Setting up

Clone the repository:

$ git clone
$ cd apigateway/

Create the lambda code file (

$ npm install --production
$ ./

Create an S3 bucket in the US East (N. Virginia, us-east-1) region and upload the file (replace $S3Bucket with a S3 bucket name):

export AWS_DEFAULT_REGION=us-east-1
export S3Bucket=$(whoami)-apigateway
$ aws s3 mb s3://$S3Bucket
$ aws s3 cp s3://$S3Bucket/

Create CloudFormation stack (replace $S3Bucket with your S3 bucket name)

$ aws cloudformation create-stack --stack-name apigateway --template-body file://template.json --capabilities CAPABILITY_IAM --parameters ParameterKey=S3Bucket,ParameterValue=$S3Bucket

Wait until the stack is created (CREATE_COMPLETE)

$ aws cloudformation wait stack-create-complete --stack-name apigateway

replace all nine occurrences of $AWSRegion in swagger.json with the region that you are creating your API and Lamdba in

$ sed -i '.bak' 's/$AWSRegion/us-east-1/g' swagger.json

get the LambdaArn

$ aws cloudformation describe-stacks --stack-name apigateway --query Stacks[0].Outputs

replace all nine occurrences of $LambdaArn in swagger.json with the ARN from the stack output above (e.g. arn:aws:lambda:us-east-1:YYY:function:apigateway-Lambda-XXX)

$ sed -i '.bak' 's/$LambdaArn/arn:aws:lambda:us-east-1:YYY:function:apigateway-Lambda-XXX/g' swagger.json

deploy the API Gateway

make sure you have an up-to-date version (aws --version) of the AWS CLI >= 1.10.18. Learn more here:

$ aws apigateway import-rest-api --fail-on-warnings --body file://swagger.json

update the CloudFormation template to set the ApiId parameter (replace $ApiId with the id output from above)

$ aws cloudformation update-stack --stack-name apigateway --template-body file://template.json --capabilities CAPABILITY_IAM --parameters ParameterKey=S3Bucket,UsePreviousValue=true ParameterKey=S3Key,UsePreviousValue=true ParameterKey=ApiId,ParameterValue=$ApiId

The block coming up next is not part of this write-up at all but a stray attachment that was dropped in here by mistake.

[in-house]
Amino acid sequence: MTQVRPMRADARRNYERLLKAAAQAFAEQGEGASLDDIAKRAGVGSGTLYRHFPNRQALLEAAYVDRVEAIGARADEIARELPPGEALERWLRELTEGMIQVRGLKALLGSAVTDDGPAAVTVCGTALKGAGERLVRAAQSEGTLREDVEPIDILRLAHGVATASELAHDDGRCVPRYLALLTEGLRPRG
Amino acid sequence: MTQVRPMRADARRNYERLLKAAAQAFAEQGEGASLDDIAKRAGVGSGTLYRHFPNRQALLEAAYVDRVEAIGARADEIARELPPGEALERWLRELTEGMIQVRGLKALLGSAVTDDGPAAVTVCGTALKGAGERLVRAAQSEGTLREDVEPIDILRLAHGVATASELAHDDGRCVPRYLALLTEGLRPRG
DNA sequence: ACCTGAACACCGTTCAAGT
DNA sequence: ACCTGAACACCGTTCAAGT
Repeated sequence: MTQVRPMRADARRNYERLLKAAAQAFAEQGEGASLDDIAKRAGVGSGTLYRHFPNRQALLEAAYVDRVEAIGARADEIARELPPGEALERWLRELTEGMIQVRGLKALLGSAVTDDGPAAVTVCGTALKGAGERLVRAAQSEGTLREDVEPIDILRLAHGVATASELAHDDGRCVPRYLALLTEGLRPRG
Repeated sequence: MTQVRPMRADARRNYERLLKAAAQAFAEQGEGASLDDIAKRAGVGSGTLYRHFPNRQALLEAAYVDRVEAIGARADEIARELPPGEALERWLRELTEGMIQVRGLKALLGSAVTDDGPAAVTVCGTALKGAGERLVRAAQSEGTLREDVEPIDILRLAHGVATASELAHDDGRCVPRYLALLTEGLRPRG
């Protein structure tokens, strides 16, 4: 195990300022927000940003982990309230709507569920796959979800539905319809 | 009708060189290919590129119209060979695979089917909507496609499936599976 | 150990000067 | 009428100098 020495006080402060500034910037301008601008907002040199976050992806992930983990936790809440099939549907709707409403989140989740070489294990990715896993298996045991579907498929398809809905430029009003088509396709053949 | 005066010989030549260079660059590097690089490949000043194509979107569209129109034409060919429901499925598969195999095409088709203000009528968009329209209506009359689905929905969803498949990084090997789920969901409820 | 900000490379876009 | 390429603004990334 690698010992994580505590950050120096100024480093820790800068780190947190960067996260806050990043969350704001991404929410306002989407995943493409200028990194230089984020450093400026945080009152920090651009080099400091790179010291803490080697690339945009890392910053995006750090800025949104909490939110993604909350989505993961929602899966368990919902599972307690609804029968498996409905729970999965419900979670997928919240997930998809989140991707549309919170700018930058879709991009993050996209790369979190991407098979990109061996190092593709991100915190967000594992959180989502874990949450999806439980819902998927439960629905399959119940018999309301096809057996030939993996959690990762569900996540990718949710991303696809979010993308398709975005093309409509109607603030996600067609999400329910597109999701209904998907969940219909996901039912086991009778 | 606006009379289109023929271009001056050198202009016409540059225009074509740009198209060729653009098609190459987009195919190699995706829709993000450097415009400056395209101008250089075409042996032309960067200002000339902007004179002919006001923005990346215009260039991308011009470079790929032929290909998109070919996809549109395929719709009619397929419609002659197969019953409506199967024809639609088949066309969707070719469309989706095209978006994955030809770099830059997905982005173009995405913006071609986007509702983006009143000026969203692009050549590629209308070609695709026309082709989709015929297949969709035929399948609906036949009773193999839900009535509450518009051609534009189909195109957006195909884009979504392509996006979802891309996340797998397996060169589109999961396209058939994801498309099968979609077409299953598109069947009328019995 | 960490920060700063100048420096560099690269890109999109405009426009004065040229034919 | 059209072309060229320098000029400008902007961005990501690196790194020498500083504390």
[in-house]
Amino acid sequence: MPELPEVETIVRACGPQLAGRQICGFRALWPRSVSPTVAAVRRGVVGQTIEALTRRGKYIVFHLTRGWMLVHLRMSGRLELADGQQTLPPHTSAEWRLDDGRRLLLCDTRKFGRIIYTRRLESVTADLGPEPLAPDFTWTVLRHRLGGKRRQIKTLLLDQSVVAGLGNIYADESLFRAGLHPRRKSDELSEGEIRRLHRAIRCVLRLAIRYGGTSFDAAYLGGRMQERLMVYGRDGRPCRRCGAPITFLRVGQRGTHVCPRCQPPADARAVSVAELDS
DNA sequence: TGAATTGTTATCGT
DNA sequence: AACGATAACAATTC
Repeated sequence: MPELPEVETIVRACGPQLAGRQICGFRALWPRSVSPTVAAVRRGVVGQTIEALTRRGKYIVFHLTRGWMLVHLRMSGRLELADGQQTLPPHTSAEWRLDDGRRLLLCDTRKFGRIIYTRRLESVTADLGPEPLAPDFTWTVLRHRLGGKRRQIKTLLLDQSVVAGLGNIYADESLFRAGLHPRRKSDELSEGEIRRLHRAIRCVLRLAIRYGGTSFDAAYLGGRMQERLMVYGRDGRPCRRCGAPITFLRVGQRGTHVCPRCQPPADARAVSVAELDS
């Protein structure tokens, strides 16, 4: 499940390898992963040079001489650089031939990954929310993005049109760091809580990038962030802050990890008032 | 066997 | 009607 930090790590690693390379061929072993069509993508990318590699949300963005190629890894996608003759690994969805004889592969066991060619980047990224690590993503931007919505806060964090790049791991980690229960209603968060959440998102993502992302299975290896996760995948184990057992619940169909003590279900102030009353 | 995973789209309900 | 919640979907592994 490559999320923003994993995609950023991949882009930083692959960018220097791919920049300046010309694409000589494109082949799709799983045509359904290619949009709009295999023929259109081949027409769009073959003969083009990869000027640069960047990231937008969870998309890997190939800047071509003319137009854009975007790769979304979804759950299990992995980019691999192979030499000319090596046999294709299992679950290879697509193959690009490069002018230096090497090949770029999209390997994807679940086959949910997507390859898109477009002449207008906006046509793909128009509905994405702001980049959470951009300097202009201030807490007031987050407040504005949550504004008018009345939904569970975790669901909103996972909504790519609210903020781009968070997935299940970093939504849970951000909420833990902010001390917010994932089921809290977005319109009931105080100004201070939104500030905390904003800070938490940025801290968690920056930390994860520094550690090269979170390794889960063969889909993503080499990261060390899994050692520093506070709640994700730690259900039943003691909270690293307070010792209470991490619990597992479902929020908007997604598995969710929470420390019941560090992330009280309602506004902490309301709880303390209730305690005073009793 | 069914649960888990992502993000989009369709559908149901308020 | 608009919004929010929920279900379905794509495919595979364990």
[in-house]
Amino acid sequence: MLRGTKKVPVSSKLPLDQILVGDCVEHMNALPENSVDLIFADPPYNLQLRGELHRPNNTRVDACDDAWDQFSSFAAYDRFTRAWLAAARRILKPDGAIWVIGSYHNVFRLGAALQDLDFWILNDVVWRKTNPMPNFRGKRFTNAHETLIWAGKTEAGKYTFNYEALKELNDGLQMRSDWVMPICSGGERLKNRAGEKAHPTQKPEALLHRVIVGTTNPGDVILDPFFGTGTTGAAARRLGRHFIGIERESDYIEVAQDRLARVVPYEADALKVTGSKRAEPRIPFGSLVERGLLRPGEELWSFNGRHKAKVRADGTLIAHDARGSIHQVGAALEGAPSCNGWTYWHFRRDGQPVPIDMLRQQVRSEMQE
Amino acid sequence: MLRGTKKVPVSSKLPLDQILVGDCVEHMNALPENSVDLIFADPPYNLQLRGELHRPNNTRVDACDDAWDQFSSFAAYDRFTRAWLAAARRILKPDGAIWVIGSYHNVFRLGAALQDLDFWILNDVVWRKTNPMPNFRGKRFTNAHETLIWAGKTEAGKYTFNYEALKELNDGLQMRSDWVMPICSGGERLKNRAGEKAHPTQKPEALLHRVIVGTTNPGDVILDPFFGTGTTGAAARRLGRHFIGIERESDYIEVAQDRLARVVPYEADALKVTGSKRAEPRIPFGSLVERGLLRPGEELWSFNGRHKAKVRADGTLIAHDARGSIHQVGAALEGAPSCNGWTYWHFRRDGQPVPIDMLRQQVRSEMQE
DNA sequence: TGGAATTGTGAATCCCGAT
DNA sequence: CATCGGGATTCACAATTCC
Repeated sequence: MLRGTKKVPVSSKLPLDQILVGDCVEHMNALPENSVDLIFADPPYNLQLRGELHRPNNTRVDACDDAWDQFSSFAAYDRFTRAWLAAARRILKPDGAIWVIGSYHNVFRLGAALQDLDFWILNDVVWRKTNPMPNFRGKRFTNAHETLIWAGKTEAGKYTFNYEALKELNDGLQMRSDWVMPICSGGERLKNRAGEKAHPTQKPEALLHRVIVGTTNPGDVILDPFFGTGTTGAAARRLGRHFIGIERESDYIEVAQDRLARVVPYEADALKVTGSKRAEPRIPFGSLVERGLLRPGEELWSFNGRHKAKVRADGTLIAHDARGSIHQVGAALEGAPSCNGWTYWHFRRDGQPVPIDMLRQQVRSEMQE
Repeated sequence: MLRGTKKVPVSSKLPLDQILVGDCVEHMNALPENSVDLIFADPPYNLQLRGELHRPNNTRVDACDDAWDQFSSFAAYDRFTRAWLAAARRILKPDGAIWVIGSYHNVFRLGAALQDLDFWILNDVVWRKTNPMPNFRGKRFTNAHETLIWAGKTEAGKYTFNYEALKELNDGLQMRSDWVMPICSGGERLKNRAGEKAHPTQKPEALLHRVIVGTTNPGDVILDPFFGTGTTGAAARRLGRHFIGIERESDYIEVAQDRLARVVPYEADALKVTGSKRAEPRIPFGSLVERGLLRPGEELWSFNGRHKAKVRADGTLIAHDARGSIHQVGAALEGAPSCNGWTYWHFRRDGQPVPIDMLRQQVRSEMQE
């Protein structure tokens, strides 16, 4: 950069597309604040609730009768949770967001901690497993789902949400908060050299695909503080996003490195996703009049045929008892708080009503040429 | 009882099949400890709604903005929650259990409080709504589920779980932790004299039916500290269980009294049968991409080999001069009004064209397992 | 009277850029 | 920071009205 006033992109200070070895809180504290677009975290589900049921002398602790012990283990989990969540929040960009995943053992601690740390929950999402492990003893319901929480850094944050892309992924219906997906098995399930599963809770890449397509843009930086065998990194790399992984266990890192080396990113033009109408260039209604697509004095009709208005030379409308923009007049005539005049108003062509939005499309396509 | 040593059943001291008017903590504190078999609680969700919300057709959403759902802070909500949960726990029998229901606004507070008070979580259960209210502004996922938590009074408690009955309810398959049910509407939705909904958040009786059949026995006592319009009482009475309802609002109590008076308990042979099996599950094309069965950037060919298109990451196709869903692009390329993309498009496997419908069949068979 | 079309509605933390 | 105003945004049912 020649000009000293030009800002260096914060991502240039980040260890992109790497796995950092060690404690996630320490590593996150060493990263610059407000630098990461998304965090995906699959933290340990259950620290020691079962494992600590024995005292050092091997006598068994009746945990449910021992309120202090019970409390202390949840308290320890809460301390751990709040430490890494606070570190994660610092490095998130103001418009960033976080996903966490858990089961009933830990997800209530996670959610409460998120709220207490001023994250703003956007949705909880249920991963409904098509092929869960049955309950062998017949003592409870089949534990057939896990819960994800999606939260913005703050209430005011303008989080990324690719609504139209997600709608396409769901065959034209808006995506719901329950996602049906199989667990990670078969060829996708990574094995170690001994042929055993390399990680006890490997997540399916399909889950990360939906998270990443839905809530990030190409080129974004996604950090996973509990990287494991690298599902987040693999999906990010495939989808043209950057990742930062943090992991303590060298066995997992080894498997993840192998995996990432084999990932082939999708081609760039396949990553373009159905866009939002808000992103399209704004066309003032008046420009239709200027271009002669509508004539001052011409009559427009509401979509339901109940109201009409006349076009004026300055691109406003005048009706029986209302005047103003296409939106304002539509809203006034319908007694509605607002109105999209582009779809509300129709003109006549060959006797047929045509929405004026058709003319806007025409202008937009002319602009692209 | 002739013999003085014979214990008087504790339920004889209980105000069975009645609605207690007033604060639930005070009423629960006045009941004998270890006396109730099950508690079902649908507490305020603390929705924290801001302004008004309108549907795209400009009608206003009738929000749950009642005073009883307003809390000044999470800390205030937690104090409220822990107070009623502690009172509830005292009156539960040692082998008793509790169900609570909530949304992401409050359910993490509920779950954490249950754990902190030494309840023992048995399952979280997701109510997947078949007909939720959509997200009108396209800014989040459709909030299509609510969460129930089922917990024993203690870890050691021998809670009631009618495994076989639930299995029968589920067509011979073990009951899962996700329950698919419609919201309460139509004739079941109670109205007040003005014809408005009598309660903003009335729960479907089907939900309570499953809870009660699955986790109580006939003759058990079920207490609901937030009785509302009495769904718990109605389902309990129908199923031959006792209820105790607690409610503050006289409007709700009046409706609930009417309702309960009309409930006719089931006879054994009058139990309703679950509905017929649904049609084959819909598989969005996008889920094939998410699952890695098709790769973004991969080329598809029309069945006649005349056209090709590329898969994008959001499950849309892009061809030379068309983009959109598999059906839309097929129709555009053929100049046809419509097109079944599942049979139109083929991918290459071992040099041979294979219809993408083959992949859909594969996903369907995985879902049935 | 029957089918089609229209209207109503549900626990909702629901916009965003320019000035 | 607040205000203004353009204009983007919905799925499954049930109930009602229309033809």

deploy to stage v1 (replace $ApiId)

$ aws apigateway create-deployment --rest-api-id $ApiId --stage-name v1

Using the RESTful API

The following examples assume that you replace $ApiGatewayEndpoint with $

export ApiGatewayEndpoint="$"

Your API is now able to answer requests. Let’s give it a try.

Create a user:

curl -vvv -X POST -d '{"email": "", "phone": "0123456789"}' -H "Content-Type: application/json" https://$ApiGatewayEndpoint/user

List users:

curl -vvv -X GET https://$ApiGatewayEndpoint/user

Create a task:

curl -vvv -X POST -d '{"description": "test task"}' -H "Content-Type: application/json" https://$ApiGatewayEndpoint/user/$UserId/task

List tasks:

curl -vvv -X GET https://$ApiGatewayEndpoint/user/$UserId/task

Mark task as complete:

curl -vvv -X PUT https://$ApiGatewayEndpoint/user/$UserId/task/$TaskId

Delete task:

curl -vvv -X DELETE https://$ApiGatewayEndpoint/user/$UserId/task/$TaskId

Create a task with a category:

curl -vvv -X POST -d '{"description": "test task", "category": "test"}' -H "Content-Type: application/json" https://$ApiGatewayEndpoint/user/$UserId/task

List tasks by category:

curl -vvv -X GET https://$ApiGatewayEndpoint/category/$Category/task

Tear down and clean up

Delete API Gateway (replace $ApiId):

$ aws apigateway delete-rest-api --rest-api-id $ApiId

Delete CloudFormation stack:

$ aws cloudformation delete-stack --stack-name apigateway

Delete S3 bucket (replace $S3Bucket):

$ aws s3 rb --force s3://$S3Bucket


With API Gateway you can configure a RESTful API. You used a Lambda function to implement the functionality: Each request is answered by the Lambda function. You have very limited overhead to operate your API because you only need to configure your API and implement the functionality. You don’t need to care about servers, scaling, and all the operational overhead.
To automate the configuration of API Gateway you used a tool to import Swagger definitions.

Michael Wittig

Michael Wittig

I’ve been building on AWS since 2012 together with my brother Andreas. We are sharing our insights into all things AWS on cloudonaut and have written the book AWS in Action. Besides that, we’re currently working on bucketAV, HyperEnv for GitHub Actions, and marbot.